David Muntz is a Principal at StarBridge Advisors, LLC. David began his career as a biostatistician, then became CIO, and ultimately rose to the position of CEO at Wadley Research Institute and Blood Bank in Dallas, TX. He returned to health information technology at Texas Health Resources, where he functioned as SVP & CIO for 15 years. He then worked for 5 years as the SVP & CIO at Baylor Health Care System. In 2012, David accepted a White House appointment to serve as the first Principal Deputy National Coordinator at ONC (Health and Human Services’ Office of the National Coordinator) and was also Chief of Staff and CIO through 2013. David returned to the private sector as CIO of GetWellNetwork through 2015 where he served as a member of the Board of Directors until its sale in 2018. During his career, David has served on 22 other Boards.
In his career, David has led talented teams as large as 770 with budgets of more than $500M to author, acquire, and implement many forms of health information technologies including EHRs from all the major vendors. Under his leadership, his teams managed more than 180 project go-lives annually. Due to his teams’ efforts, he was honored as CHIME’s Innovator of the Year for his achievements with two different employers. His organizations were recognized nationally for innovation in information technology for more than 25 years in a row including his time in the federal government. In 2014, the CHIME Board presented him its CIO Legacy Award.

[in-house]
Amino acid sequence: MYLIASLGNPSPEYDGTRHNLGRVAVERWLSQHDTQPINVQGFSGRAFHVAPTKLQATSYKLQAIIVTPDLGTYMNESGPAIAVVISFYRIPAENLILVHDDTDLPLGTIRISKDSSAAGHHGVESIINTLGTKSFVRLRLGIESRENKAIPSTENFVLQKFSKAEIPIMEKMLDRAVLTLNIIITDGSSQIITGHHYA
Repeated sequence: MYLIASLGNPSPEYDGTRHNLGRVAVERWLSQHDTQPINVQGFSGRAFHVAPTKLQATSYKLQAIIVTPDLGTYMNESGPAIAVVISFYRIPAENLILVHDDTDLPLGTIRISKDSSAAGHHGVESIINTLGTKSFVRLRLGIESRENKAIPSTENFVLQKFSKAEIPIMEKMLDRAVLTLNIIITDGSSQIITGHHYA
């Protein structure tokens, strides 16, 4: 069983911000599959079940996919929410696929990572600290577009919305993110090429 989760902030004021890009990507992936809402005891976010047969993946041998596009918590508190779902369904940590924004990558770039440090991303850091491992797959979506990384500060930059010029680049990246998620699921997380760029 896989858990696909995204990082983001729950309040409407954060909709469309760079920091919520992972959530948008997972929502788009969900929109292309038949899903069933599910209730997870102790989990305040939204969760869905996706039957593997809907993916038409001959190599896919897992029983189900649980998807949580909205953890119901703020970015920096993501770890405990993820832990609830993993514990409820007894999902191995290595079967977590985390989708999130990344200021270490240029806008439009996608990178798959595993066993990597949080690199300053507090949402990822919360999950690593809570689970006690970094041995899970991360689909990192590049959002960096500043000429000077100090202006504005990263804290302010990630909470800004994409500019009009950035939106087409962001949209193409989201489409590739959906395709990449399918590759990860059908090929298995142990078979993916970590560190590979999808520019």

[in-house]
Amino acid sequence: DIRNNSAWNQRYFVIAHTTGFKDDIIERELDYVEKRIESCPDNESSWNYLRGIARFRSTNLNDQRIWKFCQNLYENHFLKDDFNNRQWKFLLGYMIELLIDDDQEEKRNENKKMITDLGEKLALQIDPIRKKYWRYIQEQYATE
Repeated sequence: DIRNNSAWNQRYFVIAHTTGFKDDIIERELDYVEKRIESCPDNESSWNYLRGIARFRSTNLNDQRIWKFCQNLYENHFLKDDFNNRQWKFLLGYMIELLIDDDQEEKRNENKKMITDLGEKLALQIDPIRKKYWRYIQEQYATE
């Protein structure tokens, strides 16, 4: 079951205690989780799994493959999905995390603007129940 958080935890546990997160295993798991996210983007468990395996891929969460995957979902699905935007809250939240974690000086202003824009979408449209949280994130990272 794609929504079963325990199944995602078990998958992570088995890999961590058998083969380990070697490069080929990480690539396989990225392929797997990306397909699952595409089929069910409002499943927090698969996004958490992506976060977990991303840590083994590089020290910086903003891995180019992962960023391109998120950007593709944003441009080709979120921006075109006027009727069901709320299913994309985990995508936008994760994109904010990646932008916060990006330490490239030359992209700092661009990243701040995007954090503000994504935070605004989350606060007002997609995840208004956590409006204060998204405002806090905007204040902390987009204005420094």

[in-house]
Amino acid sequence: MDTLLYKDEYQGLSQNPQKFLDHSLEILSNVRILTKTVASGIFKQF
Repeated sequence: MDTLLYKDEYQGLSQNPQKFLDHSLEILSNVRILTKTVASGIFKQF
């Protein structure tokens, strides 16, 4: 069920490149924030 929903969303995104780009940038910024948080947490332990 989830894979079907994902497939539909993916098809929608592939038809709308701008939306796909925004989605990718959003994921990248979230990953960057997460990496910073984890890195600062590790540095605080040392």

David has served on the SMU, TCU, UTD, Most Wired, and many other Advisory Councils and Boards. He is currently an Adjunct Professor in the Baylor University EMBA program. He has Fellow and Life status at CHIME where he served on the Board and led Advocacy efforts. He holds the CHCIO (Certified Healthcare CIO) credential from CHIME. He has also been active with HIMSS at all levels and enjoys Fellow status.
David received an MBA from Southern Methodist University in Dallas, Texas and an AB from Columbia College in New York City. David attributes his accomplishments to collaboration with incredibly talented people and strong support from his family.